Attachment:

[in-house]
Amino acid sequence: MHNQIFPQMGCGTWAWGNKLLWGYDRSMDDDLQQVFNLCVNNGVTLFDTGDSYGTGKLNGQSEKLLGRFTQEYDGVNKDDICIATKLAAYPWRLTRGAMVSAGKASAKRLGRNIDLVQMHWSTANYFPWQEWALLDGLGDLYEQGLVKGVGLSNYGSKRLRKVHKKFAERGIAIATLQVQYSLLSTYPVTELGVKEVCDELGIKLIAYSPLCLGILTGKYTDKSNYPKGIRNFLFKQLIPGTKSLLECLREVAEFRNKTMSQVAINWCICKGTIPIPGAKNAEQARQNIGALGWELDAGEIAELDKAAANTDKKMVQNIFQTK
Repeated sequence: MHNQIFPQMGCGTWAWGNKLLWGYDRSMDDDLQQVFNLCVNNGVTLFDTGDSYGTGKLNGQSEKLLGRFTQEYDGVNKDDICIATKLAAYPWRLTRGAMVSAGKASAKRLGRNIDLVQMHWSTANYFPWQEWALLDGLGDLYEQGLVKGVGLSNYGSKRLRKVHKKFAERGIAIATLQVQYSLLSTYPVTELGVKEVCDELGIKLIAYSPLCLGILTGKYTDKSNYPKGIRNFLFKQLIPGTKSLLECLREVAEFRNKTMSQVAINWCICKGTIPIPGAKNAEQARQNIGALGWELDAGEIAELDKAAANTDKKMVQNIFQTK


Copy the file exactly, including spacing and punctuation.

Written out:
[in-house]
Amino acid sequence: MHNQIFPQMGCGTWAWGNKLLWGYDRSMDDDLQQVFNLCVNNGVTLFDTGDSYGTGKLNGQSEKLLGRFTQEYDGVNKDDICIATKLAAYPWRLTRGAMVSAGKASAKRLGRNIDLVQMHWSTANYFPWQEWALLDGLGDLYEQGLVKGVGLSNYGSKRLRKVHKKFAERGIAIATLQVQYSLLSTYPVTELGVKEVCDELGIKLIAYSPLCLGILTGKYTDKSNYPKGIRNFLFKQLIPGTKSLLECLREVAEFRNKTMSQVAINWCICKGTIPIPGAKNAEQARQNIGALGWELDAGEIAELDKAAANTDKKMVQNIFQTK
Repeated sequence: MHNQIFPQMGCGTWAWGNKLLWGYDRSMDDDLQQVFNLCVNNGVTLFDTGDSYGTGKLNGQSEKLLGRFTQEYDGVNKDDICIATKLAAYPWRLTRGAMVSAGKASAKRLGRNIDLVQMHWSTANYFPWQEWALLDGLGDLYEQGLVKGVGLSNYGSKRLRKVHKKFAERGIAIATLQVQYSLLSTYPVTELGVKEVCDELGIKLIAYSPLCLGILTGKYTDKSNYPKGIRNFLFKQLIPGTKSLLECLREVAEFRNKTMSQVAINWCICKGTIPIPGAKNAEQARQNIGALGWELDAGEIAELDKAAANTDKKMVQNIFQTK